Things I Never Learned in Library School: Can You Copyright a Dance Move? A discussion of Fortnite
As someone who works with teens, Fortnite has been on my radar for a while. Last week, Thing 2, who is almost 10, started trying to teach me all of the Fortnite dances so we looked up some YouTube videos for the first time to really look at them. The YouTube video I found showed each Fortnite dance and where in popular culture the dance came from. Epic Games has created a game that includes dance moves that you can trace back to particular people, TV shows, or moments in popular culture. One of the most popular parts of this game was not created by them, but is really just an archive of fun and popular dance moves. Which begs the question: what type of responsibility do the creators of Fortnite have to give proper credit and monetary compensation to the creators of those dances?
Every Fortnite Dance and Where it Comes from
It was interesting to me that just a few days later, an article appeared on Forbes asking whether or not you can copyright a dance and if Fortnite should credit the creators of the dances. As a librarian, it was a question I had asked myself while watching the YouTube video. It is a question that a lot of people are asking, and as a librarian, I think it’s an important question for us to pay attention to.
Fortnite Profiting Off Dance Moves: Is It Legal? – Forbes
Fortnite’s use of viral hip-hop dance moves has some artists grumbling
And yet I know that we frequently do dances or the names of dances appear in songs with no such attribution. You can do the mashed potato, you can do the twist . . . but do you know where those dances came from? Who started them? What about twerking? I am a librarian, but I am not a copyright librarian or lawyer, and the discussion of copyrighting dance moves is a new and interesting concept to me.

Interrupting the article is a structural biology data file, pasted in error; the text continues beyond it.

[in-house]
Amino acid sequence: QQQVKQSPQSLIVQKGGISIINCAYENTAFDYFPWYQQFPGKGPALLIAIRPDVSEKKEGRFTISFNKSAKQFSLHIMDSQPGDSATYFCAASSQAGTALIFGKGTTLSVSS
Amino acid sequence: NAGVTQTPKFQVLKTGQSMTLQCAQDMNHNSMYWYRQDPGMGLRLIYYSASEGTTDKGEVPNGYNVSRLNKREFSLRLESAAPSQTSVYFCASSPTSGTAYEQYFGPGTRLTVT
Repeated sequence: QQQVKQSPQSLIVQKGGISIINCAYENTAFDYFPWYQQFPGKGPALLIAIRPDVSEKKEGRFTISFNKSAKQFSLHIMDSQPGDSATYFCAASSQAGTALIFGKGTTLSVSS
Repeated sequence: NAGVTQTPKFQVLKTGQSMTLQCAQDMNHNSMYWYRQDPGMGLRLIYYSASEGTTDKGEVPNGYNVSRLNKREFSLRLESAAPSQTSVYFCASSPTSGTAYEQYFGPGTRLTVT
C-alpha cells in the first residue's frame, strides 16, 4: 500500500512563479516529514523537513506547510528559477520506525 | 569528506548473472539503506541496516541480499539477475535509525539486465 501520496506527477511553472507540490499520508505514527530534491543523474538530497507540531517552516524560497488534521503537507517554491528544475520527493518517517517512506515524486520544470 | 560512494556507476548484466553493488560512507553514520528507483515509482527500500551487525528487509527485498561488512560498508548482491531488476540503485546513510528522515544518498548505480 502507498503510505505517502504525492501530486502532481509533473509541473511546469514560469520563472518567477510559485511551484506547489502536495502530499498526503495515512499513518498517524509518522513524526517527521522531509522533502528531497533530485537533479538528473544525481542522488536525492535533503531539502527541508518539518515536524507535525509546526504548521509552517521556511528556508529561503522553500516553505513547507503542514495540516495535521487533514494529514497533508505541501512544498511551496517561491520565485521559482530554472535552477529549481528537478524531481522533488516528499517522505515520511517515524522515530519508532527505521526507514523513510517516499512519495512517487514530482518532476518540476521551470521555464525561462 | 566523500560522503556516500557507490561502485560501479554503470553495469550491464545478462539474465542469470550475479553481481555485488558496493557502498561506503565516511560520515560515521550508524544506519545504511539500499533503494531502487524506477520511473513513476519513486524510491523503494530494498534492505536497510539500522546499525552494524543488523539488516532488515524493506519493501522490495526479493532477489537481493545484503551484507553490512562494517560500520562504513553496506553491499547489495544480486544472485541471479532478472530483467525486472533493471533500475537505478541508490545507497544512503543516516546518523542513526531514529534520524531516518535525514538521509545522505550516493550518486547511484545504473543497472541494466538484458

Who Owns a Dance? The Complexities of Copyrighting Choreography
The world of dance is a world that has always fascinated me personally. I took dance lessons up until the time I graduated high school and I continue to love and support dance. I have seen every season of So You Think You Can Dance (Darius was robbed this past season) and I am also really enjoying the new World of Dance (have you seen Michael Dameski?). And yet, I have never thought about or seen the idea of copyrighting dance moves or choreography discussed. But it does make sense. Every year So You Think You Can Dance talks about their Emmy winning dance routines from previous seasons. And yet every dance contains a variety of moves that are just the basic moves of dance, whether it be a pirouette or the robot. New choreography always contains some of the very basics of dance combines with some new ideas. It’s how you put those traditional moves together in new and exciting ways that matter.
To make the Fortnite situation even more complicated, the discussion is also a discussion about cultural appropriation. You see, most of the dances that appear in Fortnite can be traced back to a variety of black artists or characters, like rappers Snoop Dogg and 2 Milly and characters from shows like Scrubs and The Fresh Prince of Bel Air. Chance the Rapper in particular has spoken out about Fortnite and the issue of cultural appropriation.
Is ‘Fortnite’ Appropriating Black Culture? – LADbible
‘Fortnite’s’ continued appropriation of culture and lack of diversity
A huge part of teen librarianship is simply talking to teens about the things that they like, and Fortnite is definitely one of those current things. I’m glad that I have this information so I can help prompt my teens to think about the issues of copyright and cultural appropriation. I don’t have answers, but I can help lead my teens into think about the things they love in new and complex ways.
Filed under: Video Games
About Karen Jensen, MLS
Karen Jensen has been a Teen Services Librarian for almost 30 years. She created TLT in 2011 and is the co-editor of The Whole Library Handbook: Teen Services with Heather Booth (ALA Editions, 2014).
SLJ Blog Network
Name That LEGO Book Cover! (#44)
Ellen Myrick Publisher Preview: Fall 2023/Winter 2024 (Part Six – Diamond, Eye of Newt, & Floris Books)
Squire & Knight | Review
Top 25 Titles at My School: Graphic Novels and Mauds Reign Supreme!
The Classroom Bookshelf is Moving